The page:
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Construction Company Owner Indicted for Manslaughter; Failed to Secure Building Site, Leaving Worker to Fall to His Death

KCDA-Seal-400x400----Brooklyn

Kenneth P. Thompson

District Attorney
Kings County

June 6, 2016

COMMUNITY PARTNER IN JUSTICE NOTIFICATION

Construction Company Owner Indicted for Manslaughter;
Failed to Secure Building Site, Leaving Worker to Fall to His Death

Brooklyn District Attorney Ken Thompson, together with New York City Department of Investigation Commissioner Mark G. Peters, today announced that the owner of a Bensonhurst construction company and his businesses have been indicted on manslaughter and other charges stemming from an incident at a Coney Island construction site in April 2015 that left a 50-year-old construction worker dead.

According to the indictment, on April 1, 2015, the defendant, Salvatore Schirripa, and employees from his company J & M Metro General Contracting Corp., were pouring and smoothing concrete on the sixth floor of a construction site at 360 Neptune Avenue, in Coney Island. At around 11 in the morning, three of Schirripa’s employees were working along the building’s edge, outside a wire cable protective fence, without harnesses or any fall protection required by law. One of the workers, 50-year-old Vidal Sanchez-Ramon, was walking backwards, using a rake-like instrument to smooth the concrete in front of him, when he reached the edge and fell six floors to his death.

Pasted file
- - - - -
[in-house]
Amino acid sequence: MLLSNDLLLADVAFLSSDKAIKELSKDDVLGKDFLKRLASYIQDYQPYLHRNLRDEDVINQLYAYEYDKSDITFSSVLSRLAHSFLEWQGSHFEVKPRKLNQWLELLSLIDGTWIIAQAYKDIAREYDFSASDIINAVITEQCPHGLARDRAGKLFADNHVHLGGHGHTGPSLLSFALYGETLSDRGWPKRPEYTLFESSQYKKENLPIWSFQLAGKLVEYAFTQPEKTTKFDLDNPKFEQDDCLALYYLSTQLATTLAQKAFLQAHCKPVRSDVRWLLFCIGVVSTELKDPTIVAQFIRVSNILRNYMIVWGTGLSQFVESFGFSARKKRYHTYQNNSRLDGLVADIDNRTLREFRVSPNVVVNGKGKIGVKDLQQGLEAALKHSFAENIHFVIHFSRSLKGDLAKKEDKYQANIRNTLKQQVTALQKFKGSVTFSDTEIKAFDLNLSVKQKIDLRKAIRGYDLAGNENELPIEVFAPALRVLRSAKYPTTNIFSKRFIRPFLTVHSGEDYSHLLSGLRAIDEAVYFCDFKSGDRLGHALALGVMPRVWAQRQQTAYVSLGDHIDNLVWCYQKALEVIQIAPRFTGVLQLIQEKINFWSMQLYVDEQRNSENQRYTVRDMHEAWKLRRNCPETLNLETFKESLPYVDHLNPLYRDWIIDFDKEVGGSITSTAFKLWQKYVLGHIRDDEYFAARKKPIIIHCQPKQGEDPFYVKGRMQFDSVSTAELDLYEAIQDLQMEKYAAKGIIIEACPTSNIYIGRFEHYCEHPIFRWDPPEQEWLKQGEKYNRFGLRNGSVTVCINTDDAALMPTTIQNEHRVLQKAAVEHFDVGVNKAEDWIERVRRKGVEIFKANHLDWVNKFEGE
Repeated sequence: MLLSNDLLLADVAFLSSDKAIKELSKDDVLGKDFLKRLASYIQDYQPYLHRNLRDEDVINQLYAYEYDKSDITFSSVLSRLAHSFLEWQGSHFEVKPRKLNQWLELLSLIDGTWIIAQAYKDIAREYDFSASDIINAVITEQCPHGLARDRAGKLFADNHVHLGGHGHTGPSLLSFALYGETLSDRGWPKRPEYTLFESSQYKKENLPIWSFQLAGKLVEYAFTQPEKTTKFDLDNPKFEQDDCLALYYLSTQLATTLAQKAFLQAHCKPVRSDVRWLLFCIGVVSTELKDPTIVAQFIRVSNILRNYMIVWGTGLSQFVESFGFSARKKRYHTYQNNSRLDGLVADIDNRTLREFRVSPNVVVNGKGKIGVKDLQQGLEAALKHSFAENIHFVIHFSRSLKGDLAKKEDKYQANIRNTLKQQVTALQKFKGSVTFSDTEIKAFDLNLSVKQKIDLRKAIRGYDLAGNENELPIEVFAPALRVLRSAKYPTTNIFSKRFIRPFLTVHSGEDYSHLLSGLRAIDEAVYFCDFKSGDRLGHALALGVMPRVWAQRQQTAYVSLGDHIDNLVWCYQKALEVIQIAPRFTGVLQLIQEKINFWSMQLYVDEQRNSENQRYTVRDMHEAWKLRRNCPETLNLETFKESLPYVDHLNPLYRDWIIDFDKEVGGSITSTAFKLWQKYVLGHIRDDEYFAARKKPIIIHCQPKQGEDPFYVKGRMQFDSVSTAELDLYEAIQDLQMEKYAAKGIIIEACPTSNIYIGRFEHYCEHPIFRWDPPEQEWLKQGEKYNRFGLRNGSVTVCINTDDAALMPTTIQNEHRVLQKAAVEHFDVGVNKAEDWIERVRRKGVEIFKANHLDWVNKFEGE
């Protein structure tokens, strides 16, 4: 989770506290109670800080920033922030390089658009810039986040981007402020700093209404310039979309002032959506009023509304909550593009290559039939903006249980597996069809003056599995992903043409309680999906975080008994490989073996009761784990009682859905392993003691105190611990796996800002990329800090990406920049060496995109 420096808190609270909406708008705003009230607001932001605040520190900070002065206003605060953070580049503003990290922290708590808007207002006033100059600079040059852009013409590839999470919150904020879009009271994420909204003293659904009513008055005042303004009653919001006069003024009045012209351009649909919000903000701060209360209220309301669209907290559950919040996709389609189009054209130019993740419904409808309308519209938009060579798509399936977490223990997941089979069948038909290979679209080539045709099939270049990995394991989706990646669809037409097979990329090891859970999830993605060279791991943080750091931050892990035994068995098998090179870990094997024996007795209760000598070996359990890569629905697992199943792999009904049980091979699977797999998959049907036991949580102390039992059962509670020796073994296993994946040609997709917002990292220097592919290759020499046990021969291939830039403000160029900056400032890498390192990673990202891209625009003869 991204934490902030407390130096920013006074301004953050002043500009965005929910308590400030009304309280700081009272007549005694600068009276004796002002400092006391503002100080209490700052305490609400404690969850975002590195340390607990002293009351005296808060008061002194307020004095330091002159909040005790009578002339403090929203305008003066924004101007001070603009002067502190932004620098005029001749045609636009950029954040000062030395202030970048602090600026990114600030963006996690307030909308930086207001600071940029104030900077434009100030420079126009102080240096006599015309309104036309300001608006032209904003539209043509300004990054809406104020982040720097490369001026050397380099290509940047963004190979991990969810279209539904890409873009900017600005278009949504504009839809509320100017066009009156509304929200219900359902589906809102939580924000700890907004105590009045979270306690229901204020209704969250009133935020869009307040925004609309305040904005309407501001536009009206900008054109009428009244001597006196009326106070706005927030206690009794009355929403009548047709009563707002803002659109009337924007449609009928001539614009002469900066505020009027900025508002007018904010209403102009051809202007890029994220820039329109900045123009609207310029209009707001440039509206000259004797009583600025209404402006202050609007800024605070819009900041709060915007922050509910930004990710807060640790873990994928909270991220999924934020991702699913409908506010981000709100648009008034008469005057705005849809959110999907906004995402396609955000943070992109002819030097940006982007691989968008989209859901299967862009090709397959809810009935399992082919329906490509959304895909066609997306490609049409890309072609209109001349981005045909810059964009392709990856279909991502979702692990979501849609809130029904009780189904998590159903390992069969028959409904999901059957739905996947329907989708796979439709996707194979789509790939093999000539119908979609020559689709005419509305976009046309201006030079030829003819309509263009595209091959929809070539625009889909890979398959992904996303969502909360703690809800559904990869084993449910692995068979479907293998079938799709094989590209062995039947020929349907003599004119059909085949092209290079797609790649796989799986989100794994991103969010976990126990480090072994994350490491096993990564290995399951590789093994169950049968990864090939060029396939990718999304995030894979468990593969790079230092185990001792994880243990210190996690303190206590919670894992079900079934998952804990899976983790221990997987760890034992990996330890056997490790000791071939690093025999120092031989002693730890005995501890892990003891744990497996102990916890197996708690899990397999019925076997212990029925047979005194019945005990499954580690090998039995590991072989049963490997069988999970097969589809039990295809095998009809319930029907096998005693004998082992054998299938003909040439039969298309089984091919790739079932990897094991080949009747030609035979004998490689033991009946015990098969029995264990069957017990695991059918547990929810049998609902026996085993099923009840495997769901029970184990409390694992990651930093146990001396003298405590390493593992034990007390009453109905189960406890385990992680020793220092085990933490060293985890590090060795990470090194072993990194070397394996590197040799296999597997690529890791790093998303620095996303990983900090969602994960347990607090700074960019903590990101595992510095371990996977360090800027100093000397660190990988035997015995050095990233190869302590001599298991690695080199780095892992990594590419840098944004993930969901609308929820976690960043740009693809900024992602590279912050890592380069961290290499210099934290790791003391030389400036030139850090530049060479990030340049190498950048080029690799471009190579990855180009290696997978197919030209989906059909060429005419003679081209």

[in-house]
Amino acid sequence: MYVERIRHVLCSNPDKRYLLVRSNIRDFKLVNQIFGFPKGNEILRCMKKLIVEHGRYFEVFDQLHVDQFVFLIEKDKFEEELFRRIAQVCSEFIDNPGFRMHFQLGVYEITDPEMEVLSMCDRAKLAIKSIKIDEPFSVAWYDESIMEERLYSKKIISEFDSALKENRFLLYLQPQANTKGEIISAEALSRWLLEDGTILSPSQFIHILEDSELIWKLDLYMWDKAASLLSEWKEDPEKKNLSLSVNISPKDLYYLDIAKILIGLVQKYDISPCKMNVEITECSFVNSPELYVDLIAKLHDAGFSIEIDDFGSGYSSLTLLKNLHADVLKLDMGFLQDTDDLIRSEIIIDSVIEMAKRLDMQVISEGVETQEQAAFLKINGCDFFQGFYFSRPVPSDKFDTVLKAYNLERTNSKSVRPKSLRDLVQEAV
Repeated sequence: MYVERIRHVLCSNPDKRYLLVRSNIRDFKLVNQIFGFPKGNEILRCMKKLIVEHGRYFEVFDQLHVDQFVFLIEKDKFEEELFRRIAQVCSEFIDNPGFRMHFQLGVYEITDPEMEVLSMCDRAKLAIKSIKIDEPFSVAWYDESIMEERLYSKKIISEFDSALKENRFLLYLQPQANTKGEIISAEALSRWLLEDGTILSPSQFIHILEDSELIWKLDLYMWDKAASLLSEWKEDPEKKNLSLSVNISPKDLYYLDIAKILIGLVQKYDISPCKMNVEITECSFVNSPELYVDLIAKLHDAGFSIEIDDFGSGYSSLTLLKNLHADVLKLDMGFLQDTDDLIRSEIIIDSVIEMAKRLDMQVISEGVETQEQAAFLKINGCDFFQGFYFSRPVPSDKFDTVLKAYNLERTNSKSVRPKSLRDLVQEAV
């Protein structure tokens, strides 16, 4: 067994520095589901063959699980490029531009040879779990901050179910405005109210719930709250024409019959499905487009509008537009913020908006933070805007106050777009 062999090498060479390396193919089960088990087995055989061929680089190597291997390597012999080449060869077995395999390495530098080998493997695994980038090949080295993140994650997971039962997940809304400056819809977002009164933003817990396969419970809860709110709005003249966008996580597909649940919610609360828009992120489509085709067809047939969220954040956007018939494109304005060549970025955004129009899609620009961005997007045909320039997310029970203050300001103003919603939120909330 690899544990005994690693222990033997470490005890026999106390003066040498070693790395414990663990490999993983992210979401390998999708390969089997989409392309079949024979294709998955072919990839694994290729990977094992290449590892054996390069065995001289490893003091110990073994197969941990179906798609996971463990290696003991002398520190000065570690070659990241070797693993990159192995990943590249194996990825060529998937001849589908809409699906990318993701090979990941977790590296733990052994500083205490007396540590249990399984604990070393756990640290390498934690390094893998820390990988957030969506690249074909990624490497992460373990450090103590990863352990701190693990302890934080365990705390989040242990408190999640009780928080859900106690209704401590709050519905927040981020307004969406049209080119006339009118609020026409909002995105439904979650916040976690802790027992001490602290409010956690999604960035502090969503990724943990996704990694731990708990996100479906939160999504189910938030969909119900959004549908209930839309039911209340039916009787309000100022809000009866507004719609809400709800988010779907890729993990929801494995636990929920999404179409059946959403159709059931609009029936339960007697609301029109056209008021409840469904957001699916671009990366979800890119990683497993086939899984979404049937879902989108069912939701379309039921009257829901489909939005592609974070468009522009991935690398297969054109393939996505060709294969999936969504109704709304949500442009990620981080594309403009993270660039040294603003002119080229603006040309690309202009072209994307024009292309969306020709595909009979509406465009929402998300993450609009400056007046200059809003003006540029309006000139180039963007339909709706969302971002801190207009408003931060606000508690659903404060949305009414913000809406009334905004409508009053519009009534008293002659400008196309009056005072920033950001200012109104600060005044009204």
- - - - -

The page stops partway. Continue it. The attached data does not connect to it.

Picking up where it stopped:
The incident followed an alleged string of safety violations by Schirripa and his companies dating back to 2011.